World Series (Rockola 1934
The bottom of the playfield is shown above. The ball return obscures the tip mechanism that keeps track of balls and strikes. Also the trip release controlling the turn table is also hidden.
The ball return has two features, the bells that ring when balls and strikes tilt out of the tip table and a spring to quiet the drop of an error when it falls through the hole in the playfield.
Balls falling into the out holes hit plates, in the center of the picture, and the out count in the window on the left is incremented by one using the escapement. See an animation that shows how the outs are counted.
The out count escapement operates much like a clock escapement. For each rotation of the rod, which causes the tabs on the left and right of the ratchet to rock back and forth, only one notch is incremented. The spring supplies the power and the tab at the top pushes agains the pin to reset the outs to zero.
This is another view of the out counter.
The powering ratchet is disassembled. Note the four vanes on the underside of the ratchet. These engage the star wheel. The shim allows the gear to rotate without the vanes in order to wind the turn table in anticipation of a hit.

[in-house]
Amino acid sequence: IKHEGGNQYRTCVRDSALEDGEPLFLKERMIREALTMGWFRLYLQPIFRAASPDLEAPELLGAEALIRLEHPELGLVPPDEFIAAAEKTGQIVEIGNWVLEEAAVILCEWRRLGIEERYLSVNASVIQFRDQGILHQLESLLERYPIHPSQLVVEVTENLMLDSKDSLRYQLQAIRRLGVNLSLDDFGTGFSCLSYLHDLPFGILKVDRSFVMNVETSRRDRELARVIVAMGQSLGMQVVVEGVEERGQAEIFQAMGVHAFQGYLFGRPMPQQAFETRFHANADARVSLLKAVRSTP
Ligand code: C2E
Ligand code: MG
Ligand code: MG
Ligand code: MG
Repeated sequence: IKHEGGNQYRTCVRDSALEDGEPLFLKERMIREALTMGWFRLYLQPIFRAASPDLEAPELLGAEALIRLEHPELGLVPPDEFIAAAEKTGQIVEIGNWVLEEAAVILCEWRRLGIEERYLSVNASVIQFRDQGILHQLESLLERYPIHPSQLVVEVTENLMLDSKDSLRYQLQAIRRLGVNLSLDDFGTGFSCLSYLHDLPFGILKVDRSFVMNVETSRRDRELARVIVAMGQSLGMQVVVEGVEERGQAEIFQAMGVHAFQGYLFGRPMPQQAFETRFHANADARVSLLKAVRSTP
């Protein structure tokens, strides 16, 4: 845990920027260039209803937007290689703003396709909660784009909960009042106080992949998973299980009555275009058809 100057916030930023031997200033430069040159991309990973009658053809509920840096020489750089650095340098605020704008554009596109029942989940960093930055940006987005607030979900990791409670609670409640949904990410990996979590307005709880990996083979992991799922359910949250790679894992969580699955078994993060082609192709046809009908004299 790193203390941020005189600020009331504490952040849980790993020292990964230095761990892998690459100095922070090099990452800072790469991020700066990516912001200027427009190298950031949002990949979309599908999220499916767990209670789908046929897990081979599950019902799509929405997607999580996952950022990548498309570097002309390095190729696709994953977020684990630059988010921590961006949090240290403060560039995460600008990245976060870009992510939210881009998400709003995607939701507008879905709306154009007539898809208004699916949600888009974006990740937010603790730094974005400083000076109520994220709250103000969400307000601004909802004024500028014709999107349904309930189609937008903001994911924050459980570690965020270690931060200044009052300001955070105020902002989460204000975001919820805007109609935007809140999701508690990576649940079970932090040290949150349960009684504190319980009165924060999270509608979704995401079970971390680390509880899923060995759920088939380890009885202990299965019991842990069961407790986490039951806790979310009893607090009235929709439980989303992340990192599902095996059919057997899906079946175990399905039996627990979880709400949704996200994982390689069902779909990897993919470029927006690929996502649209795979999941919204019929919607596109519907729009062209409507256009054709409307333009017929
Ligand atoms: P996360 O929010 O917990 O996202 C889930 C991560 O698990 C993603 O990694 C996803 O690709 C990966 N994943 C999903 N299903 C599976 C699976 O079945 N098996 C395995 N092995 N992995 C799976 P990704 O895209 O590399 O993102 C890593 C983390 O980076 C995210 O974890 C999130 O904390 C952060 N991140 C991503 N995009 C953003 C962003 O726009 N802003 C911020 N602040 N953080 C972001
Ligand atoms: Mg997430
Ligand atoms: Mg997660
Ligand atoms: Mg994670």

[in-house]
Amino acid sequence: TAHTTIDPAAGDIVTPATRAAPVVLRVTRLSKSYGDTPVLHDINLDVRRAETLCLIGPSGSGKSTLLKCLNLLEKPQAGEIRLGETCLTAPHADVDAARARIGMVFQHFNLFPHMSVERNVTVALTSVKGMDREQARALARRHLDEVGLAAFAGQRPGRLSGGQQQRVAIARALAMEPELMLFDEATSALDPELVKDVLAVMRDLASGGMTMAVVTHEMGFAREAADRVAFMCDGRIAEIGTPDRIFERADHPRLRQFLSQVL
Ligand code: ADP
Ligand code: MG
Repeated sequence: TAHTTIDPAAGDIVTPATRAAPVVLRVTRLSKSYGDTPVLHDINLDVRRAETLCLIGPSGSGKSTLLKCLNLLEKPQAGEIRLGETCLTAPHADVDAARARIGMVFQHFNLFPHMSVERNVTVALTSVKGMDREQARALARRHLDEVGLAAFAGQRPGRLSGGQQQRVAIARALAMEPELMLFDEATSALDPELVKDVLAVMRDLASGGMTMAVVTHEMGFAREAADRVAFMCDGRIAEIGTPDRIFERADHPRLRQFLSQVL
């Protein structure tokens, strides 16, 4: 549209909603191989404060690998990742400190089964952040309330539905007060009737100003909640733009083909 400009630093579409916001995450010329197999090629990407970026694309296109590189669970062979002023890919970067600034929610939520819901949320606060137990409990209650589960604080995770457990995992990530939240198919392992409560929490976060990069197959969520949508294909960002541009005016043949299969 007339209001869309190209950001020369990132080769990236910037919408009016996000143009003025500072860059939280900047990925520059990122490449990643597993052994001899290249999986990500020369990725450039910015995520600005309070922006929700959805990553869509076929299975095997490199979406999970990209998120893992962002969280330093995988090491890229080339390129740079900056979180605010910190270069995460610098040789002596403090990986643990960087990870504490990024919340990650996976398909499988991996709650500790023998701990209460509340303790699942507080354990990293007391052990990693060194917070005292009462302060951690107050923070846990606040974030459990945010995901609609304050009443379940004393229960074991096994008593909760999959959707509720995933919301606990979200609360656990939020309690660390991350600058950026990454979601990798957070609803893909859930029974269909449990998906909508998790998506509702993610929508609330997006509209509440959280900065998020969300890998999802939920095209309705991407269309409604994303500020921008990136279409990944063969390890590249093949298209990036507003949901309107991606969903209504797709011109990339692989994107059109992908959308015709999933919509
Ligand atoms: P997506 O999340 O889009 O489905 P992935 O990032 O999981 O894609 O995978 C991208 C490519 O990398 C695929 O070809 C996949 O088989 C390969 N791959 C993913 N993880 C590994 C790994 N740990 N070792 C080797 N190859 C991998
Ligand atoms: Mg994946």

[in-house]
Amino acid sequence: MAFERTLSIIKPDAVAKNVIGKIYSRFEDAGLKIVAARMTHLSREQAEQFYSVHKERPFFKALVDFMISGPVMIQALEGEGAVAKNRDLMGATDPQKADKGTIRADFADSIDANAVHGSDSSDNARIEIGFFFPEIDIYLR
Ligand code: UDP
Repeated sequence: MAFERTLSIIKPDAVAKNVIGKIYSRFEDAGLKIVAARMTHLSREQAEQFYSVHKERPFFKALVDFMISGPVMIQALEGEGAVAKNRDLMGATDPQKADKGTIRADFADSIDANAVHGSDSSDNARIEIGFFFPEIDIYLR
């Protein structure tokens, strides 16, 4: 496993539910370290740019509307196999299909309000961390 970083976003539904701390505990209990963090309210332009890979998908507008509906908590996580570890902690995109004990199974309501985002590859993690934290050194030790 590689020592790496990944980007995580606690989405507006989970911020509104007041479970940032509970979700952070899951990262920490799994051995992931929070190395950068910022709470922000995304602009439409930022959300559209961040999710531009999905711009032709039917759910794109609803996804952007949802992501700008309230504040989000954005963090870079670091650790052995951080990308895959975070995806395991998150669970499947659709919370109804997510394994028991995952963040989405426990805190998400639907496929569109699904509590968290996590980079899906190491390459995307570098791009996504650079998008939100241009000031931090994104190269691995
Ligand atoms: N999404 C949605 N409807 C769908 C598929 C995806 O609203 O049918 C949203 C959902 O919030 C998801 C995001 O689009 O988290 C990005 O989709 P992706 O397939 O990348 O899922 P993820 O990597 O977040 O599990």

Here the ratchet in in place. Note how the click will allow the gear to rotate clockwise but not the other direction. The underneath of the ratchet has the vanes which engage the points of the star wheel.
This side view of the star wheel shows the protrusions that extend down from the wheel. These keep the trip lever depressed for yet another base or two or three, depending on the length of the protrusion.
This shows the turn table on the left with the star wheel, the tip table on the right and the out counter at the bottom.